Unfortunately, it was also the last to be published in agreement with TOR Associates, which effectively means that the series is now on hiatus - there's no word on when the next book might appear. (There have been assurances that the series has not been cancelled. But that only counts for so much - just because it hasn't been cancelled today doesn't mean it won't be cancelled tomorrow, especially if a new partner can be found. And the longer that situation goes on, and the more books are 'missed', the harder it becomes to bring back. So, we'll see.)

In the immediate term, this doesn't affect my reading goal much, as I have enough extra entries in the "New Books" series to make up the difference. In the slightly longer term, if the "Pathfinder Tales" line doesn't resume then I'll need another sublist for next year (which is already a bit light, as I'll be more or less up-to-date on the Shannara novels and will have finished all the Culture ones). But I do hope it doesn't come to that - I would miss the Tales if they don't resume.

An Update on the House Move

It's been a while, so I thought I'd maybe post a wee update on where we are with the house move.

The short answer is: still where we were.

The longer answer is that movement on selling the flat remains imminent, just as it has been for the last several months. I do have reason to believe movement really is about to happen... but I've also said that before.

Unfortunately, things have moved in the wrong direction on the purchase side - at the start of the month our sellers finally lost patience and re-marketed their house. I can't say I blame them, though obviously it's disappointing.

So, right now we're still in a waiting stage - until there is actual movement on the sale front, we're not doing anything on the purchase side. As soon as that does happen, we'll again seek to make a purchase, this time at least with the assurance that there's no longer a chain to worry about.

It's worth noting that we're rapidly heading towards the school summer holidays. On the one hand, this isn't terrible - it means LC at least will be free to pack/unpack without having to work around school. One the other hand, that does mean I'll have to trust her not to quietly dispose of all of my favourite things...

But the last thought is this: there are quite a few people who had indicated a willingness to help us with the move, time permitting, which is excellent. Unfortunately, many of those same people have holidays booked for large parts of July. So I'm becoming increasingly convinced that that is exactly when we'll have to move...

Another Mug Anecdote

Over the past six weeks, my parents have had the unenviable task of going through my grandma's belongings, deciding what should be kept, what should be thrown out, and what should go to charity. In amongst this, each of the five branches of the family (that is, my four siblings and I, plus our respective partners and children) have had opportunity to see if there's anything we want to claim before it goes to charity.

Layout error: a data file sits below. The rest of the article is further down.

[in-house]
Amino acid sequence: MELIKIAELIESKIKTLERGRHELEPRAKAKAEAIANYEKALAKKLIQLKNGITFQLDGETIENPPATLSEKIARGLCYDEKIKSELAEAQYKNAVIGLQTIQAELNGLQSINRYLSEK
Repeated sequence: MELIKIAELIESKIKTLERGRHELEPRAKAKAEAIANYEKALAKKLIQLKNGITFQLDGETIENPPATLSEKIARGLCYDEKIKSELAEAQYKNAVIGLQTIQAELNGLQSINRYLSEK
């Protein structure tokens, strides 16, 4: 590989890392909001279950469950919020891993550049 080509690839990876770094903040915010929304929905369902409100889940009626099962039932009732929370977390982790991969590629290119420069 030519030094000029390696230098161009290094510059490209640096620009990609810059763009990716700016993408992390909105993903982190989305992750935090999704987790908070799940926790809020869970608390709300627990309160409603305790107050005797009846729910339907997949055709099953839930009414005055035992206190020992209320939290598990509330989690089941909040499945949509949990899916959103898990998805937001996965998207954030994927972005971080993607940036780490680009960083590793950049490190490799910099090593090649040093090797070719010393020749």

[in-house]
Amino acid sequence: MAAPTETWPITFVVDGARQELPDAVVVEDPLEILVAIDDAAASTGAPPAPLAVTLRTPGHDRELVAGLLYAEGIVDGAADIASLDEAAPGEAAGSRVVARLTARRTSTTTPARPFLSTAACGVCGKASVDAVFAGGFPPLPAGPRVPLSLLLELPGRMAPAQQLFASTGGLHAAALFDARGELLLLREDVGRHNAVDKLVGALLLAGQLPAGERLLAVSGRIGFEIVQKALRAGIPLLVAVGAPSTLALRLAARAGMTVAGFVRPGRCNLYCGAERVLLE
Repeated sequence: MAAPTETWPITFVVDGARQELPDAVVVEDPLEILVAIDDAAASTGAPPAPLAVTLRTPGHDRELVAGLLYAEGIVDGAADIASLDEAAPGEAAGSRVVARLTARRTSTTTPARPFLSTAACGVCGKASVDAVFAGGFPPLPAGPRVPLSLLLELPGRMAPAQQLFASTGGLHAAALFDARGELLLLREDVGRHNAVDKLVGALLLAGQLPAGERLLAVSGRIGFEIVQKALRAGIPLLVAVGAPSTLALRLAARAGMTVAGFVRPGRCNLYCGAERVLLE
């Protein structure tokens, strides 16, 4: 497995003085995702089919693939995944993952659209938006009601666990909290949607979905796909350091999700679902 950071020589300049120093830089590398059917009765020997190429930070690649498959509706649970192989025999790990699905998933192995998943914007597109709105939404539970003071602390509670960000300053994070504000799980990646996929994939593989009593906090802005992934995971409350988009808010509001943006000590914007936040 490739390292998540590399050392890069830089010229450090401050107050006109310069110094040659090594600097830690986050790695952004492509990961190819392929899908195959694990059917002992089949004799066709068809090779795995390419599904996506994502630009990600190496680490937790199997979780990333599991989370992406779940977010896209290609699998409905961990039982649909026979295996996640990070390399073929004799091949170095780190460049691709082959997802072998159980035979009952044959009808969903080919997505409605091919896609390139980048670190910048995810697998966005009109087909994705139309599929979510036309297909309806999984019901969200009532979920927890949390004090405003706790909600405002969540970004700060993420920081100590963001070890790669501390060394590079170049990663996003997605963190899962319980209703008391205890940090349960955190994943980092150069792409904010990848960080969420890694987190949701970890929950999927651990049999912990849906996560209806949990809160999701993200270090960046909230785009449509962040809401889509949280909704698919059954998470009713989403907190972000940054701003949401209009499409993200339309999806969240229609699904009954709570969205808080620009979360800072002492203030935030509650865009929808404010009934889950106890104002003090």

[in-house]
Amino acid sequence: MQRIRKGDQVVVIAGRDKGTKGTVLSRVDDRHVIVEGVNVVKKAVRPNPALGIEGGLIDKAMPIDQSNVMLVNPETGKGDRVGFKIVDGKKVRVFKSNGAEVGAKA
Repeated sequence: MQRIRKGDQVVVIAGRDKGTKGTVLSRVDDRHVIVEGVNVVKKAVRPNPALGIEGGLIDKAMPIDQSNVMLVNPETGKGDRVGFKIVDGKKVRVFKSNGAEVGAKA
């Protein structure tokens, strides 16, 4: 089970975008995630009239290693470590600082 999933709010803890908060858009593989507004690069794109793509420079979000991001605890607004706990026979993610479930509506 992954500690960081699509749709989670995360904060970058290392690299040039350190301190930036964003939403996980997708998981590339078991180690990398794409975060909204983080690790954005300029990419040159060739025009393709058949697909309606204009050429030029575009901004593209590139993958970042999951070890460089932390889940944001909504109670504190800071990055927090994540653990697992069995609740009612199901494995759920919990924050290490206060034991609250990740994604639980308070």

That has been an odd proposition: my grandma had a lot of stuff, quite a lot of it quite nice, and yet... the truth is that we tend to want very little of it. In many cases, this is largely because while it's nice, we have equivalent items of our own which are generally better - and little storage space for things that might "come in handy". Better that they go to charity and from there to good homes. Let them do what good they can.

But there are some exceptions: items of sentimental value. These tend to be quite few - my attachment was always to the person and not to specific belongings, and there aren't many things that will help me remember her better. Some photographs, of course, and one or two other items, but not much else.

Still, I do sometimes think I should want more of it than I do. As I said, an odd proposition.

All that said, there were three items that I've claimed for reasons of sentiment, two of which I expected and made sure to lay claim to, and one that came as a surprise.

The first of these was a squirrel. My grandparents had a great many of these, collected over many many years. It was their thing. But one, in particular, had some importance - it was made by a very young Steph/ven some decades ago and had spent those decades in pride of place on their mantlepiece, to the extent that the paint is faded on one side.

The second is a plaque they had mounted in their hallway that discussed the origin of their surname. I'm not sure why I liked that in particular, but there it is.

But the third one came as a surprise. It is a mug, and of course it has an anecdote attached - it's a simple blue mug with a yellow flower on it, nothing much to look at. But when visiting this was the mug that I always used. In effect, it was my mug. (CJ and A had their own mugs, too. I don't know about R or G - I would presume they must, but can't be sure.) I hadn't seen that in a good many years, since as Grandma's mobility declined and the weight of stuff became overbearing, I had adopted the policy of just using whatever cup was available to hand. But she still had it, still kept it safe.

And, unexpectedly, it is now mine. Again.

Sunday, May 14, 2017

Dunbar Highland Games 2017

Yesterday marked the start of the competition season for 2017, with our traditional first venture to Dunbar. Fortunately, there was no repeat of the shenanigans of last year; in fact the bus was shockingly quiet throughout - possibly a consequence of it being half-empty.

Anyway, there's not much to say - it was a decent day, a good but not stellar performance, and then a lot of waiting.

In our grade, we came 4th out of 12th (1st! and 6th for piping, 2nd for drumming, 7th for ensemble). In Grade 4A, we came 6th out of 7 (6th, 7th, 5th, and 6th) - but we're not overly concerned about that since that was mostly about gaining experience for next year. So, a very good result, and a good base from which to build - especially since we knew we could have done better.

#22: "The Woman in White", by Wilkie Collins (a book from The List)
#23: "Gears of Faith", by Gabrielle Harbowy

Wednesday, May 10, 2017

Dear Adobe...